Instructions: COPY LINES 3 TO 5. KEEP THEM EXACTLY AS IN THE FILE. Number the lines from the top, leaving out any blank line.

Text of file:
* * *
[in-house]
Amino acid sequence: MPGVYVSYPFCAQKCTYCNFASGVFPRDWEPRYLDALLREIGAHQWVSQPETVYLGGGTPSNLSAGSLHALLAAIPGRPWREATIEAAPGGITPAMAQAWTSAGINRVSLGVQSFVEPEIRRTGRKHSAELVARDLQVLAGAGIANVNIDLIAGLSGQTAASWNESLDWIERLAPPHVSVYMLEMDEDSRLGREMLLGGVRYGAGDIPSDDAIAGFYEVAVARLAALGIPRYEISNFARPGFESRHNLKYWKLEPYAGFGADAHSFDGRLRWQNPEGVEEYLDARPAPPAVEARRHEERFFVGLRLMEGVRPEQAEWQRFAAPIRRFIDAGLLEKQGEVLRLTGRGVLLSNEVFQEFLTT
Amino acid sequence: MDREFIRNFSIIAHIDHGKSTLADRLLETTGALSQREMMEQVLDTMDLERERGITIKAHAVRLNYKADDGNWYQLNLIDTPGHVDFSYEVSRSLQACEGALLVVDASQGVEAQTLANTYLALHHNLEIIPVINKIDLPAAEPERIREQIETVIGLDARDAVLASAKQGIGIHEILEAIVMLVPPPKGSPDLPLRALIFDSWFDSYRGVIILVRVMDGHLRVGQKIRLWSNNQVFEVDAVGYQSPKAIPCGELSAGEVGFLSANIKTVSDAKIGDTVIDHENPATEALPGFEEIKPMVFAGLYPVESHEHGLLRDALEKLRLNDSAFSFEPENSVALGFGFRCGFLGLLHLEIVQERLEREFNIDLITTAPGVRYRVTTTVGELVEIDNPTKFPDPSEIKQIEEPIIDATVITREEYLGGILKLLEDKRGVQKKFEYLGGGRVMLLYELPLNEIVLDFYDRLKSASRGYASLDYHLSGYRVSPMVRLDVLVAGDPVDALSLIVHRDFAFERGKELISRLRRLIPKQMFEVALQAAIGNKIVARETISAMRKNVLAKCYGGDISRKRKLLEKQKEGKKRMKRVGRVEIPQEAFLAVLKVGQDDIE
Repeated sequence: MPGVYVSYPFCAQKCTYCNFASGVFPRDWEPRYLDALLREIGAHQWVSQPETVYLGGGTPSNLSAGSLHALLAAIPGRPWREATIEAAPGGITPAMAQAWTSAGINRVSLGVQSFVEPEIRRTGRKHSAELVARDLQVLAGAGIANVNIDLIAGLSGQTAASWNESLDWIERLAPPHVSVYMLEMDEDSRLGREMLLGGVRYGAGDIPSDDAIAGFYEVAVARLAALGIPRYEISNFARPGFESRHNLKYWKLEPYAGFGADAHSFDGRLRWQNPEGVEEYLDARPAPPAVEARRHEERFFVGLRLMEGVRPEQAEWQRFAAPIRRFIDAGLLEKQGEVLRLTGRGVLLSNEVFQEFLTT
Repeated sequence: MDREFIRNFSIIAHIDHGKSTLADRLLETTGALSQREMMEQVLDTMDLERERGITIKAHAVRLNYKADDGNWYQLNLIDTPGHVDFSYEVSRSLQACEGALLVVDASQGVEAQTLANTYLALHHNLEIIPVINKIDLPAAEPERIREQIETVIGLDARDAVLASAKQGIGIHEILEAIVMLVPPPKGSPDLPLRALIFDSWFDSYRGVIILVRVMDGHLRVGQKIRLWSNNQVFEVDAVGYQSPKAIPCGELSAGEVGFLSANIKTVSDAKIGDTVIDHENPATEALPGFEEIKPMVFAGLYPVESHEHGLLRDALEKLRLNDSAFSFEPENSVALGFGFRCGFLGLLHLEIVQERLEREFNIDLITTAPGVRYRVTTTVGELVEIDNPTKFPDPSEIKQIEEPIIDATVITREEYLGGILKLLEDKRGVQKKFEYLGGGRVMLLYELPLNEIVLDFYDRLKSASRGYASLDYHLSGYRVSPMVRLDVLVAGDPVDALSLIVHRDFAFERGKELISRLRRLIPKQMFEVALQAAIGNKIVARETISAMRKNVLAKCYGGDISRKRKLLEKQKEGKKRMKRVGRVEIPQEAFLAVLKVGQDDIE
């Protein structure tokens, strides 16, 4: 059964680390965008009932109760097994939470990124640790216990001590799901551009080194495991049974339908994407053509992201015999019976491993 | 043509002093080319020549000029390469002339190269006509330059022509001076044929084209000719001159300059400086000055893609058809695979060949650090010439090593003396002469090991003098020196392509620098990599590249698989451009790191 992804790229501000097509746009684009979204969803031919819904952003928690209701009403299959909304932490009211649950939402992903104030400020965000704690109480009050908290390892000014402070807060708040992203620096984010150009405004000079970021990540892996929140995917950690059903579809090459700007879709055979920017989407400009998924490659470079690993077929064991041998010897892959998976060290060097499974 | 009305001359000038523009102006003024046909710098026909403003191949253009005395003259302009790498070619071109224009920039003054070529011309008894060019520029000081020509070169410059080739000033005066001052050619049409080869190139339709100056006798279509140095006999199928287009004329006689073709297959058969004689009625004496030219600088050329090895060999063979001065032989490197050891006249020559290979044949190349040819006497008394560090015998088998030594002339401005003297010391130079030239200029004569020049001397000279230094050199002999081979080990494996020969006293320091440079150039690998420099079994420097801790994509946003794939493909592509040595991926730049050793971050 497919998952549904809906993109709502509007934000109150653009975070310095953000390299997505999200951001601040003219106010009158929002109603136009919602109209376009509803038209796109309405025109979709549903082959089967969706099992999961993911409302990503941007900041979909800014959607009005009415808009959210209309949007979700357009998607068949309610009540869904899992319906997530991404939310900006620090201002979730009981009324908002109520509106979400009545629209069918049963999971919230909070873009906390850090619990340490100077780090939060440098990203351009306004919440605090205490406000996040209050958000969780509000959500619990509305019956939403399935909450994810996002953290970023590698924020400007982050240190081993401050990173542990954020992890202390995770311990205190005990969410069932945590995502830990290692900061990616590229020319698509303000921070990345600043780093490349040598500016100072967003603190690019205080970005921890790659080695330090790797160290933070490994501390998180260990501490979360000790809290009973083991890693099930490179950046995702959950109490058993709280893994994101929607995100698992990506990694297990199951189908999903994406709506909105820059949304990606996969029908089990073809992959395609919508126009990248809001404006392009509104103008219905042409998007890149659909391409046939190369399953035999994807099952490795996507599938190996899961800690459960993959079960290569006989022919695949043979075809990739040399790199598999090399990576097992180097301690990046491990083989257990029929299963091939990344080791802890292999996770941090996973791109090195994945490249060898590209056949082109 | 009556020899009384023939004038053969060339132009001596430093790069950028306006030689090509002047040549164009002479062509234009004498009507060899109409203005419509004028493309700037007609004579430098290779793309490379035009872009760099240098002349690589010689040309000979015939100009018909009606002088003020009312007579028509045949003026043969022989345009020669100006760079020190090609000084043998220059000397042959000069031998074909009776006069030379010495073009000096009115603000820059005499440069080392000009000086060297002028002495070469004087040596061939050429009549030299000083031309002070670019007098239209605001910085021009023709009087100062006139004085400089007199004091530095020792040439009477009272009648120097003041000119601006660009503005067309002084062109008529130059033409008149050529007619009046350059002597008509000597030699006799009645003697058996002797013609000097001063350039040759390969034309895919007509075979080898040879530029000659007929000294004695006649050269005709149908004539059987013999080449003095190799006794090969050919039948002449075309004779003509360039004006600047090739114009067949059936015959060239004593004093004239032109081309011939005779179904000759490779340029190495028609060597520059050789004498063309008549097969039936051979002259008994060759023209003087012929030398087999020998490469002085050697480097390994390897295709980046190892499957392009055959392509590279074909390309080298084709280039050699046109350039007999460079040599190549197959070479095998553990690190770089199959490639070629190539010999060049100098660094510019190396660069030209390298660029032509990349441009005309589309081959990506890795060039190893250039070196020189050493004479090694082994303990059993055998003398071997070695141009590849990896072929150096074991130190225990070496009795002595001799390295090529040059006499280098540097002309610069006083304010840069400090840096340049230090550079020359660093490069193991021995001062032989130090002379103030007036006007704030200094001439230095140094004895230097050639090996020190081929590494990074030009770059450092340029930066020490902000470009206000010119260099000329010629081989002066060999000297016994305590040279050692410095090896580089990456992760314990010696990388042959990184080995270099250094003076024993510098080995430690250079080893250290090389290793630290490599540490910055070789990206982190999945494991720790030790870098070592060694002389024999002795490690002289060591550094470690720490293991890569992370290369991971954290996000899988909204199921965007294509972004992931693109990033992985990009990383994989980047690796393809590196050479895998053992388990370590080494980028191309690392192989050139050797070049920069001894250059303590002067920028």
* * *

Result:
Amino acid sequence: MDREFIRNFSIIAHIDHGKSTLADRLLETTGALSQREMMEQVLDTMDLERERGITIKAHAVRLNYKADDGNWYQLNLIDTPGHVDFSYEVSRSLQACEGALLVVDASQGVEAQTLANTYLALHHNLEIIPVINKIDLPAAEPERIREQIETVIGLDARDAVLASAKQGIGIHEILEAIVMLVPPPKGSPDLPLRALIFDSWFDSYRGVIILVRVMDGHLRVGQKIRLWSNNQVFEVDAVGYQSPKAIPCGELSAGEVGFLSANIKTVSDAKIGDTVIDHENPATEALPGFEEIKPMVFAGLYPVESHEHGLLRDALEKLRLNDSAFSFEPENSVALGFGFRCGFLGLLHLEIVQERLEREFNIDLITTAPGVRYRVTTTVGELVEIDNPTKFPDPSEIKQIEEPIIDATVITREEYLGGILKLLEDKRGVQKKFEYLGGGRVMLLYELPLNEIVLDFYDRLKSASRGYASLDYHLSGYRVSPMVRLDVLVAGDPVDALSLIVHRDFAFERGKELISRLRRLIPKQMFEVALQAAIGNKIVARETISAMRKNVLAKCYGGDISRKRKLLEKQKEGKKRMKRVGRVEIPQEAFLAVLKVGQDDIE
Repeated sequence: MPGVYVSYPFCAQKCTYCNFASGVFPRDWEPRYLDALLREIGAHQWVSQPETVYLGGGTPSNLSAGSLHALLAAIPGRPWREATIEAAPGGITPAMAQAWTSAGINRVSLGVQSFVEPEIRRTGRKHSAELVARDLQVLAGAGIANVNIDLIAGLSGQTAASWNESLDWIERLAPPHVSVYMLEMDEDSRLGREMLLGGVRYGAGDIPSDDAIAGFYEVAVARLAALGIPRYEISNFARPGFESRHNLKYWKLEPYAGFGADAHSFDGRLRWQNPEGVEEYLDARPAPPAVEARRHEERFFVGLRLMEGVRPEQAEWQRFAAPIRRFIDAGLLEKQGEVLRLTGRGVLLSNEVFQEFLTT
Repeated sequence: MDREFIRNFSIIAHIDHGKSTLADRLLETTGALSQREMMEQVLDTMDLERERGITIKAHAVRLNYKADDGNWYQLNLIDTPGHVDFSYEVSRSLQACEGALLVVDASQGVEAQTLANTYLALHHNLEIIPVINKIDLPAAEPERIREQIETVIGLDARDAVLASAKQGIGIHEILEAIVMLVPPPKGSPDLPLRALIFDSWFDSYRGVIILVRVMDGHLRVGQKIRLWSNNQVFEVDAVGYQSPKAIPCGELSAGEVGFLSANIKTVSDAKIGDTVIDHENPATEALPGFEEIKPMVFAGLYPVESHEHGLLRDALEKLRLNDSAFSFEPENSVALGFGFRCGFLGLLHLEIVQERLEREFNIDLITTAPGVRYRVTTTVGELVEIDNPTKFPDPSEIKQIEEPIIDATVITREEYLGGILKLLEDKRGVQKKFEYLGGGRVMLLYELPLNEIVLDFYDRLKSASRGYASLDYHLSGYRVSPMVRLDVLVAGDPVDALSLIVHRDFAFERGKELISRLRRLIPKQMFEVALQAAIGNKIVARETISAMRKNVLAKCYGGDISRKRKLLEKQKEGKKRMKRVGRVEIPQEAFLAVLKVGQDDIE